Copyright (c) 2003 Constitutional Commentary
ARTICLE: THE LITTLE RED SCHOOLHOUSE: PIERCE, STATE MONOPOLY OF EDUCATION AND THE POLITICS OF INTOLERANCE
20 Const. Commentary 61
In the aftermath of World War I, the specter of communism cast shadows deep into the American psyche. Nativist sentiments, spiked during World War I, combined with fears of leftist revolution to create a culture hostile both to immigrants and to ideas perceived as anti-American. 3 From 1919 to1929, Attorney General A. Mitchell Palmer and his young assistant, J. Edgar Hoover, led a campaign to deport immigrant members of the Communist Party. 4 The drive to assimilate immigrants became a patriotic mission to protect national security. 5 Public education presented a powerful mechanism of assimilation, training impressionable children to become good American citizens. 6 By 1919, thirty-seven states enacted laws restricting the teaching of foreign languages. 7 Questions of patriotism, loyalty, and the meaning of American citizenship dominated public discourse. 8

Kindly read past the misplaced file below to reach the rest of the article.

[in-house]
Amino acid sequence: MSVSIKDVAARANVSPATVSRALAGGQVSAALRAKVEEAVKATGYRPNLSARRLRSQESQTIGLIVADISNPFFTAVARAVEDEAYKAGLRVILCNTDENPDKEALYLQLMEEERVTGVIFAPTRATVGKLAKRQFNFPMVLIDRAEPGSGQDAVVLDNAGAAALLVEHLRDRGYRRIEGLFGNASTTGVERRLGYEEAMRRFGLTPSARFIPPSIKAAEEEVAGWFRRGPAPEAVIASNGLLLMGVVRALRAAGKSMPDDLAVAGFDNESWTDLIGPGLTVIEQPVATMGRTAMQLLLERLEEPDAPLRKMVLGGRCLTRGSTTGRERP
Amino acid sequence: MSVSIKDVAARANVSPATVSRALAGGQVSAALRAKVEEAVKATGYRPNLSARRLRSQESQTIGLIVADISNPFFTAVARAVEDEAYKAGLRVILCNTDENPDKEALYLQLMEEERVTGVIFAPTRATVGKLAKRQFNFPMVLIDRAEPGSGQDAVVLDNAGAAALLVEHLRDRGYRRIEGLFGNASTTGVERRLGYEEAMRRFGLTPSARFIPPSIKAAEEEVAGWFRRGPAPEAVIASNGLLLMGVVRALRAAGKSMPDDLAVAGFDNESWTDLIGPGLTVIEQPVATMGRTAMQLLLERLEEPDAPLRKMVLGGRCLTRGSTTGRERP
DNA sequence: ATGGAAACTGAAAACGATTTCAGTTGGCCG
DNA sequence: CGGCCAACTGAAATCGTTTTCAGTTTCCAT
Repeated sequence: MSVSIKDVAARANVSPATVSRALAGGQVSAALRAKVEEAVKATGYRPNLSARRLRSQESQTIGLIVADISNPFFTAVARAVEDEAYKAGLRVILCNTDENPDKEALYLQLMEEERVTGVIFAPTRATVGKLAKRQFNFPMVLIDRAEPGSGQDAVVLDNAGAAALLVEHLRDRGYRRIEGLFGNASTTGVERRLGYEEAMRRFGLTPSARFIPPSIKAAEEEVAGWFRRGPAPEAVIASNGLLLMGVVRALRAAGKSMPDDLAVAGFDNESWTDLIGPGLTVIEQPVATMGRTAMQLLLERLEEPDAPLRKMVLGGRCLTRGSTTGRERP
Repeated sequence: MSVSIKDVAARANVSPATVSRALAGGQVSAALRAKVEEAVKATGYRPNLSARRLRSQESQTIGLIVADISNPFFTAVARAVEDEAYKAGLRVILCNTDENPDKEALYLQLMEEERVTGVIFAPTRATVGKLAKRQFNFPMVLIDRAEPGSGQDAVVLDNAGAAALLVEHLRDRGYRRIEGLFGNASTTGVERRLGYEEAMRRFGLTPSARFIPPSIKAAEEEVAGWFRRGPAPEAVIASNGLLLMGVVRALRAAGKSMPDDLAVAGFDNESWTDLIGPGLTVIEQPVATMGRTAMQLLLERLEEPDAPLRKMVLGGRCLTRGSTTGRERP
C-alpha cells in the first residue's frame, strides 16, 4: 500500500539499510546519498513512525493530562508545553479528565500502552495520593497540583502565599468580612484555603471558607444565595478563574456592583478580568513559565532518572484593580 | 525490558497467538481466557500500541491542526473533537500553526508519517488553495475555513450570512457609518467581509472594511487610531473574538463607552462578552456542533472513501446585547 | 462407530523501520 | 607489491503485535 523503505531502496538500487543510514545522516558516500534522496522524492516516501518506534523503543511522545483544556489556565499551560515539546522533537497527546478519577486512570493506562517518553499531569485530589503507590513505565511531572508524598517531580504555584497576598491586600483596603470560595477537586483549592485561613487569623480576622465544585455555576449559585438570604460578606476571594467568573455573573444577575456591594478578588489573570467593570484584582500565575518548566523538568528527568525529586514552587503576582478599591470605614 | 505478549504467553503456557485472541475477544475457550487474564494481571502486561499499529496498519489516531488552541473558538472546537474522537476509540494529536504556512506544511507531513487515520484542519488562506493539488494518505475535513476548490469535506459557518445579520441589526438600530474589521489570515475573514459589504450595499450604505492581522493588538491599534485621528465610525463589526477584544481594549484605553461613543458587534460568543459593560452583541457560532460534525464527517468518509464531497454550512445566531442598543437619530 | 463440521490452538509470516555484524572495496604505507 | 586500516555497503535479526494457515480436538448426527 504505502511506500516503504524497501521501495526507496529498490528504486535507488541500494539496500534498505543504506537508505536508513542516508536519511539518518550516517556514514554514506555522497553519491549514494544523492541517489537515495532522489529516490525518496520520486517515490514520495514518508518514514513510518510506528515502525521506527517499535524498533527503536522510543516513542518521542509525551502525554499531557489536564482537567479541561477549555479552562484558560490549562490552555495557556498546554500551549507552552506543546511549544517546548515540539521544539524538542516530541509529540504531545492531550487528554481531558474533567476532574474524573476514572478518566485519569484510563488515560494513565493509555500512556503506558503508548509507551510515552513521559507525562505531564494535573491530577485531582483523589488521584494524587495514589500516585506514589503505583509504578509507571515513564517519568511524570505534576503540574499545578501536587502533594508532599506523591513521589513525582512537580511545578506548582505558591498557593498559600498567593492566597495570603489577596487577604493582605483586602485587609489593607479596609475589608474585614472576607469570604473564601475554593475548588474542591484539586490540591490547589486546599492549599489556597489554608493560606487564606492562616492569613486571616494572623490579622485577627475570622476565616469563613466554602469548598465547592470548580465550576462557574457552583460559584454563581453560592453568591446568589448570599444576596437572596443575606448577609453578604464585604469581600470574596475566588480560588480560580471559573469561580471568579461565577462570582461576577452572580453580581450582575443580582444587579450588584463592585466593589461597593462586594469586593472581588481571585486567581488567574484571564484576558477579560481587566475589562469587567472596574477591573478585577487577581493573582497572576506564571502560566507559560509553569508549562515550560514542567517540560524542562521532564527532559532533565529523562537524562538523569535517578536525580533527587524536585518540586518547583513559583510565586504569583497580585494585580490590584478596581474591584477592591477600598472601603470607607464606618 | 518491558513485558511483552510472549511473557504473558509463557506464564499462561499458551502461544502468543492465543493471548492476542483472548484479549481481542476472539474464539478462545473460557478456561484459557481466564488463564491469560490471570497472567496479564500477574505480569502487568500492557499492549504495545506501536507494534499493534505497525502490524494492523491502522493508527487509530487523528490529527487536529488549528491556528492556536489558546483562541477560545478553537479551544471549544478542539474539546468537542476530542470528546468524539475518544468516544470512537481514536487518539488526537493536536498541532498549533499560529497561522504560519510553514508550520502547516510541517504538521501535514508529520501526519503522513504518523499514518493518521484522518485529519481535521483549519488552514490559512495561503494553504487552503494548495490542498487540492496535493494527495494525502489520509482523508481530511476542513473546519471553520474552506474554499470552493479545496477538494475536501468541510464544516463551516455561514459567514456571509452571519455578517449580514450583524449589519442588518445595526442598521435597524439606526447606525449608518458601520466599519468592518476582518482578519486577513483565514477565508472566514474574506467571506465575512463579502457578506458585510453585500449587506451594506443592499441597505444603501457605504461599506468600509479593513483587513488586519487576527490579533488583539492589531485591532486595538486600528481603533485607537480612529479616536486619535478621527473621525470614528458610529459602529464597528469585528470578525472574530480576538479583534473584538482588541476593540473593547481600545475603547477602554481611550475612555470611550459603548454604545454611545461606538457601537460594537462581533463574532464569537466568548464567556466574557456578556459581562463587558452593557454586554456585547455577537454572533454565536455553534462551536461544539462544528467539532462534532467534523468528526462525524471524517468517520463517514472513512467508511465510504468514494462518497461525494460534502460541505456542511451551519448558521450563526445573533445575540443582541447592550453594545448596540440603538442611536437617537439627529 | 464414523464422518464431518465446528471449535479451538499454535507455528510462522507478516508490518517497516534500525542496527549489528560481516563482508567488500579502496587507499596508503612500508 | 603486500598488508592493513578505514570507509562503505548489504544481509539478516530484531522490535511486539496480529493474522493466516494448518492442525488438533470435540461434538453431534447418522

Threats to national security also preoccupied the Supreme Court, which upheld the conviction of immigrants, antiwar activists, and socialists for subversive speech under the Espionage and Sedition Acts. 9 The speech cases were representative of the Court's larger concern with articulating the appropriate relationship between individual and state in a world of vast and rapid technological and social change. These changes, coupled with the massive political, economic, and social upheavals rendered by World War I, pressed the Court continually to address the proper balance between state control and individuality in a constitutional democracy. The Court's persistent protection of economic liberties during the 1920s reflected its assessment of the limits of governmental regulation in a democratic society. ...
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